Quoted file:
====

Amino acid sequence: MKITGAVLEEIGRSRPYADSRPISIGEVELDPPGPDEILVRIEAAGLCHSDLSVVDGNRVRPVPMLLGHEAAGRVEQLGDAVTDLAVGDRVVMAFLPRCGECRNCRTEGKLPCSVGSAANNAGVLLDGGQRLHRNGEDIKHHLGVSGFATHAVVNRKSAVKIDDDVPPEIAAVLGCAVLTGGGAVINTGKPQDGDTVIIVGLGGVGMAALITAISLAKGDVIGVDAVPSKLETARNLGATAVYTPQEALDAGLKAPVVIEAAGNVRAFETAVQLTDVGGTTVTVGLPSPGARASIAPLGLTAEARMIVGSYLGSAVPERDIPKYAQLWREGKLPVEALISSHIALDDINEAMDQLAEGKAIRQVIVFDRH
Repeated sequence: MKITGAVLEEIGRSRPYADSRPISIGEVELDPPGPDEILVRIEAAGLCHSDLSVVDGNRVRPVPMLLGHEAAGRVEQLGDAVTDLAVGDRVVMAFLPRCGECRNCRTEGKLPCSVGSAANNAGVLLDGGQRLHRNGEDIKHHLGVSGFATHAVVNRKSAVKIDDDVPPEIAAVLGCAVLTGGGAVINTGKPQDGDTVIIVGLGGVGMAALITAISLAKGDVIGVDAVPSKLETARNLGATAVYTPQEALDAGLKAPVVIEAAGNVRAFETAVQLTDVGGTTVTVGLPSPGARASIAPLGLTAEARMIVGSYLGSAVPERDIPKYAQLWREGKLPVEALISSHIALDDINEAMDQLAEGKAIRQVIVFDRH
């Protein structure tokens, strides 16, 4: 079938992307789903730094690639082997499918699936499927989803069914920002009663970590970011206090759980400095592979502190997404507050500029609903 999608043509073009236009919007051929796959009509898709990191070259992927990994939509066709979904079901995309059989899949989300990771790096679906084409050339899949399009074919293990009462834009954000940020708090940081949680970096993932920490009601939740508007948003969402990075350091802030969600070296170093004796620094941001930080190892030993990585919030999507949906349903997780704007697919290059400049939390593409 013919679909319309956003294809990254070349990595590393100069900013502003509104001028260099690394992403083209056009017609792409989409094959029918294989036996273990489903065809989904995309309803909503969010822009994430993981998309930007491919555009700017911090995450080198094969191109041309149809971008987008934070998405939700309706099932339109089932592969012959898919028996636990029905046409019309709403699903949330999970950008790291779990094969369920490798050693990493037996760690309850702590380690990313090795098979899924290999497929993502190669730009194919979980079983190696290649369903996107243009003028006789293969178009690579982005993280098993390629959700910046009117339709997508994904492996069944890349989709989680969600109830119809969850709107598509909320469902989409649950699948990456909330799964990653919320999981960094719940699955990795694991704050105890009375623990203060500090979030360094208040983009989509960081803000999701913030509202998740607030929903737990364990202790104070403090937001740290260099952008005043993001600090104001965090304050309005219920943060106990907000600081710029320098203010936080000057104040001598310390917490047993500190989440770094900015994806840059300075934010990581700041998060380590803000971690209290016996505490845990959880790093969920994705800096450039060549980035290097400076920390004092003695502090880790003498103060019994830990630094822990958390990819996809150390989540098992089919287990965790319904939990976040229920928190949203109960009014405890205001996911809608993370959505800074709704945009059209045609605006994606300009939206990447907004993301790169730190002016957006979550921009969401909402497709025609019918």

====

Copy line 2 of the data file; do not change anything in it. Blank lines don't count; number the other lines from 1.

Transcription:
Repeated sequence: MKITGAVLEEIGRSRPYADSRPISIGEVELDPPGPDEILVRIEAAGLCHSDLSVVDGNRVRPVPMLLGHEAAGRVEQLGDAVTDLAVGDRVVMAFLPRCGECRNCRTEGKLPCSVGSAANNAGVLLDGGQRLHRNGEDIKHHLGVSGFATHAVVNRKSAVKIDDDVPPEIAAVLGCAVLTGGGAVINTGKPQDGDTVIIVGLGGVGMAALITAISLAKGDVIGVDAVPSKLETARNLGATAVYTPQEALDAGLKAPVVIEAAGNVRAFETAVQLTDVGGTTVTVGLPSPGARASIAPLGLTAEARMIVGSYLGSAVPERDIPKYAQLWREGKLPVEALISSHIALDDINEAMDQLAEGKAIRQVIVFDRH